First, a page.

Missing Matter Caught in the ‘Cosmic Web’

15 May 2008


There seems to be matter missing in the universe, but astronomers at the university of Colorado now say they have definitively found about half of the matter, trapped in a 'cosmic web'.

We can tell that there should be more matter than we can account for, as we can see it's gravitational effect on galaxies

Normal matter, or baryonic matter as it's also known, consists of Baryons - these are the protons, neutrons and subatomic particles that make up the atoms we are familiar with.  The planets, stars and galaxies that we can see make up only a fraction of the matter created in the big bang, and astronomers have been at a loss as to where the rest of it had gone. 

But now scientists have found evidence of baryonic matter in the spaces in between galaxies, what we traditionally think of as being empty space

 To find the matter they used light from distant quasars, likening it to using a flashlight to look through fog.  They used the Space Telescope Imaging Spectrograph (STIS) aboard NASA's Hubble Space Telescope and NASA's Far Ultraviolet Spectroscopic Explorer (FUSE) to observe the spectrum of light from these quasars, and noticed the tell-tale signs of hydrogen and oxygen superimposed on the quasar's light.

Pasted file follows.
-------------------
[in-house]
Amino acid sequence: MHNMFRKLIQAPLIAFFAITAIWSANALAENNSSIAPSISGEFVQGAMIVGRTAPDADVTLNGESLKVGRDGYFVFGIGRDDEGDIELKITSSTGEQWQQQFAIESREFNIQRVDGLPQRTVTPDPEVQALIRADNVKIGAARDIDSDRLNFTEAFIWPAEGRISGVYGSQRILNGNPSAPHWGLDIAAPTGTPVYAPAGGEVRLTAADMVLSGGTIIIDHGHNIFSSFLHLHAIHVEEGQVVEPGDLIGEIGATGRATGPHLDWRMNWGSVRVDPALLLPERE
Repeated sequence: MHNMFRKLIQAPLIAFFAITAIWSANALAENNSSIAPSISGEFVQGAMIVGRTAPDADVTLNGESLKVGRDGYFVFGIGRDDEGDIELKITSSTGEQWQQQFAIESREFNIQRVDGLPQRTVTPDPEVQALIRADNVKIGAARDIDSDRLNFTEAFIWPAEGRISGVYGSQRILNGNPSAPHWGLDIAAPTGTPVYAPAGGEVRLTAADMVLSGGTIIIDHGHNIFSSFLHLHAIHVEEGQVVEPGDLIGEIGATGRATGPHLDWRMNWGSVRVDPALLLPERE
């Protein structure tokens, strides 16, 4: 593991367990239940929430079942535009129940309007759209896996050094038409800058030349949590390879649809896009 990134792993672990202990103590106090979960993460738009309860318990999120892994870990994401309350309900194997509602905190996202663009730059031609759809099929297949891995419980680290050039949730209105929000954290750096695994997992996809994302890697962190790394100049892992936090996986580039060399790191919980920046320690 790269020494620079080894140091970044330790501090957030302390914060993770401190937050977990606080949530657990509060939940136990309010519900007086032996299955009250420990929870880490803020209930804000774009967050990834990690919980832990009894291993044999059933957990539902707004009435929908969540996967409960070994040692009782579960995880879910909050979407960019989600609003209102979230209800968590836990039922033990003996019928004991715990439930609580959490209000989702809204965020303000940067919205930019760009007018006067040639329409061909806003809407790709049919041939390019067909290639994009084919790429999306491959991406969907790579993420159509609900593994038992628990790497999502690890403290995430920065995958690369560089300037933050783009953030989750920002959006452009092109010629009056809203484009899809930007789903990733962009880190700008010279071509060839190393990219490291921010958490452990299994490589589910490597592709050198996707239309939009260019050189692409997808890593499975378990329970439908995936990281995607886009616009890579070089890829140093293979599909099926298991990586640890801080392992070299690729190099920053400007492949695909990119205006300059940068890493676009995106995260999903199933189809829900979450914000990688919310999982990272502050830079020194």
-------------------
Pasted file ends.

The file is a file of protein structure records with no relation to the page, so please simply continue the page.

But rather than exist in a diffuse cloud, the hot hydrogen and oxygen formed filaments, long trails that make up a 'cosmic web' throughout the universe.

So why didn't we spot this huge reservoir of hot gas before?  It turns out that the filaments are too hot to be seen in visible light, but too cool to show up with x-rays.  Spectrally, the matter had been hiding between the cushions of the sofa!

Now that we have found it, we can start to untangle the cosmic web and make detailed observations which will help us learn how galaxies first form.


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